One of the year’s best and funniest new shows reached absurd new heights as frustrated actor Cary (Drew Tarver) elbowed his way into a group of self-involved “Instagays” in the hopes that they could boost his career. Instead, his efforts backfire spectacularly with a picture that’s unforgettable for all the wrong reasons.

Pen15 (Hulu)
Season 1, Episode 10
After a season of hard-earned growth, there’s no need for the two middle-school friends at the center to do much talking. Having reunited after a painful rift, Maya (Maya Erskine) and Anna (Anna Konkle) share a secret cigarette — a final little rebellion that brings them back to friendship. It’s a bit of pleasant, easy companionability coming as a catharsis after the show’s beautifully drawn growing pains.

Pose (FX)
“Love Is the Message”
Season 1, Episode 6
A moment of reflection amid the emotionally exuberant world the series conjures, this musical-performance set piece of “Home” from “The Wiz” starts out quiet and then builds. MJ Rodriguez and Billy Porter’s characters sing about their desire to feel safety and comfort in a hostile world, a message that they’d hardly ever allow themselves to admit outside of a song. It’s a triumph of acting and of series structure, allowing for a deepening of tension and heightening of emotional stakes.

Ramy (Hulu)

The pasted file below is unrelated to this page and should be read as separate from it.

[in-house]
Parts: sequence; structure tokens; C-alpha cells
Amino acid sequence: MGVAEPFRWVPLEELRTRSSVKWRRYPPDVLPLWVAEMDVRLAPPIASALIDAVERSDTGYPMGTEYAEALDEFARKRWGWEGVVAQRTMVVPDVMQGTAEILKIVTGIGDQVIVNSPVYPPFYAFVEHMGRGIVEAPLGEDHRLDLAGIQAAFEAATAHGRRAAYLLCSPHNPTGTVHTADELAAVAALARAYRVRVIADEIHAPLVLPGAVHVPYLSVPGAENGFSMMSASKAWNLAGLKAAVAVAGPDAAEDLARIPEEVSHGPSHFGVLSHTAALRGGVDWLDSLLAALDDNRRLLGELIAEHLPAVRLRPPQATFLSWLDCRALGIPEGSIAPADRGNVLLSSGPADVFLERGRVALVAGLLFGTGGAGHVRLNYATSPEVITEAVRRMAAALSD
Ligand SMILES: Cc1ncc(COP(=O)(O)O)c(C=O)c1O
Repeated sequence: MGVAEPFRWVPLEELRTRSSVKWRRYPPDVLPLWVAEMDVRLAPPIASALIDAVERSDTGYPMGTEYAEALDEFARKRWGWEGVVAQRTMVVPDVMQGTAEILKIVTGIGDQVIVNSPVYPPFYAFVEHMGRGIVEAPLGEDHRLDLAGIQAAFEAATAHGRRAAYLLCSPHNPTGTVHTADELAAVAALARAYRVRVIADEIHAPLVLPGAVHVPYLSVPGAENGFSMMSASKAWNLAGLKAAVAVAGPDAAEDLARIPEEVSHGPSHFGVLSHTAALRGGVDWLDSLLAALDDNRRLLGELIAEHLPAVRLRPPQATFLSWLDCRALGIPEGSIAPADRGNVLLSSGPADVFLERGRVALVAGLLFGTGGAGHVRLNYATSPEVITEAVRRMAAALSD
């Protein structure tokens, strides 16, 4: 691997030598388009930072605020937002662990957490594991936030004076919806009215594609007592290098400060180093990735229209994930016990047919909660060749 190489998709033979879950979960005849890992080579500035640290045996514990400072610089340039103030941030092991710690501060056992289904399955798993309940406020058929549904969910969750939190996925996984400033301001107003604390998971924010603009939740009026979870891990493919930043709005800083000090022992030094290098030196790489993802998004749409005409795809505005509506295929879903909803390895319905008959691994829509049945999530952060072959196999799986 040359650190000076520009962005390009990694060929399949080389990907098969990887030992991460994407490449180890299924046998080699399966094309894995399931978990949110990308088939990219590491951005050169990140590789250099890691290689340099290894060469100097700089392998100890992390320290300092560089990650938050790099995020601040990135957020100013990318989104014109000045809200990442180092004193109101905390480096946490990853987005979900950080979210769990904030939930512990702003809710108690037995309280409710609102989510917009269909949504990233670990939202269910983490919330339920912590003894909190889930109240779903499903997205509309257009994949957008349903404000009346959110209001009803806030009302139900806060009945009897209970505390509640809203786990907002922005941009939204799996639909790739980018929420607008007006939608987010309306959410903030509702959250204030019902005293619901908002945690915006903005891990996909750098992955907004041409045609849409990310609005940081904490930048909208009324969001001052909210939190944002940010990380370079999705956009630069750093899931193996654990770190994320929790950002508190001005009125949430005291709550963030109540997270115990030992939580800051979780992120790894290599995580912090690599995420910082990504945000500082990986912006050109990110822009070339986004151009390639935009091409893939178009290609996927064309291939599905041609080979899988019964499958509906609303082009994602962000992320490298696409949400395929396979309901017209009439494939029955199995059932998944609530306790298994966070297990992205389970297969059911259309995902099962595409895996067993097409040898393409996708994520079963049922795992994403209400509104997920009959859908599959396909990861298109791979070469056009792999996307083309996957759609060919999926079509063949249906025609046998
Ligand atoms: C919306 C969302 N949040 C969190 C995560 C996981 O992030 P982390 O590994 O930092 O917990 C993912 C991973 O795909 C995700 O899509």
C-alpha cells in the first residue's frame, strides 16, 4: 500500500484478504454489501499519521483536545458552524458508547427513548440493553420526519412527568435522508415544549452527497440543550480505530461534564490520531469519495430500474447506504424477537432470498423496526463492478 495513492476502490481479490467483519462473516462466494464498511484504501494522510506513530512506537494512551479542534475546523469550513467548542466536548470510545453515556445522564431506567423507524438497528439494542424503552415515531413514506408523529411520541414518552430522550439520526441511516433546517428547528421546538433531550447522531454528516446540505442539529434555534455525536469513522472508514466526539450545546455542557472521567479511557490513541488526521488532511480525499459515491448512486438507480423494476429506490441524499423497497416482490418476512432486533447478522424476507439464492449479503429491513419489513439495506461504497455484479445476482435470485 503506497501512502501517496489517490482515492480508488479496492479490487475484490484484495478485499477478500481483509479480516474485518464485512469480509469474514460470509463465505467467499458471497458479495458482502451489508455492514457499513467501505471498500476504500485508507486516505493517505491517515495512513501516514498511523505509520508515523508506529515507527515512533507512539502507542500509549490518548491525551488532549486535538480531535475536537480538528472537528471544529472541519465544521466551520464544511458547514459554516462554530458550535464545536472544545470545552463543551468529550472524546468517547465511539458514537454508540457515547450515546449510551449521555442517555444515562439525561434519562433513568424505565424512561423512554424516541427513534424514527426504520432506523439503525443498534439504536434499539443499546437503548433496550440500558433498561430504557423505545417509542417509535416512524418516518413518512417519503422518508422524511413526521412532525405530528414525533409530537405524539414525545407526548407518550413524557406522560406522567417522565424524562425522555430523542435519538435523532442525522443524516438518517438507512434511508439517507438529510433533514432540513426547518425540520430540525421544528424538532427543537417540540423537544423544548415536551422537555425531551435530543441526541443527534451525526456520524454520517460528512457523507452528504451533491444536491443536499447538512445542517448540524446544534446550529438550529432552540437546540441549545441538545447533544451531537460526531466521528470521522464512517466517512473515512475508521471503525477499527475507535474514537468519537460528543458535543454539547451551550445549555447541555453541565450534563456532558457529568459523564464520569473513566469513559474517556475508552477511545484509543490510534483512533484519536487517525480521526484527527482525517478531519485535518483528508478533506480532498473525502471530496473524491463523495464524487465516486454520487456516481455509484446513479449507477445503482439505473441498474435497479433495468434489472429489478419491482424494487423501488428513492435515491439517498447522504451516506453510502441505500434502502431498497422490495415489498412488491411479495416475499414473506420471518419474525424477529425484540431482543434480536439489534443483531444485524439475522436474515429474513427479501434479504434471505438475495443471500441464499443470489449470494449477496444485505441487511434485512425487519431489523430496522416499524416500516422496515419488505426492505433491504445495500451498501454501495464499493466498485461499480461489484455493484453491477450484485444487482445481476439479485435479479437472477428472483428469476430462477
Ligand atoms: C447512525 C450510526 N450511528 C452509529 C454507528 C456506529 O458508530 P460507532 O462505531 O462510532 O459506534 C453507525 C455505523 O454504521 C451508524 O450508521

Season 1, Episode 4
Ramy Youssef’s quiet stunner of a comedy includes an entire flashback episode to 9/11. His middle-school classroom learns about the terrorist attacks in the same moment his family calls his walkie-talkie to make sure he’s all right, and his immediate realization that Arabic suddenly scares his classmates is both wrenching and revealing for what’s to come.

The Red Line (CBS)
“We Must All Care”
Season 1, Episode 1
Caught in the wrong place at the wrong time, Harrison Brennan (Corey Reynolds) is shot by a police officer while trying to help a cashier during a robbery. There’s a sense of profound injustice here, fueled by the reality of Harrison. By vividly depicting his final moments at work and texting with his husband, the show makes movingly clear he was in the middle of a normal day, permanently interrupted.

Russian Doll (Netflix)
“The Way Out”
Season 1, Episode 7
The surreal and horrifying penultimate chapter of “Russian Doll” had a desperate Nadia (co-creator Natasha Lyonne) and Alan (Charlie Barnett) face their deepest, darkest fears. For Alan, that means acknowledging that he needs and deserves help; for Nadia, it means excising a twisted insecurity about her childhood in the form of a jagged shard of glass from her own stomach. While wildly different scenes, both are huge payoffs that represent this surprising series at its best.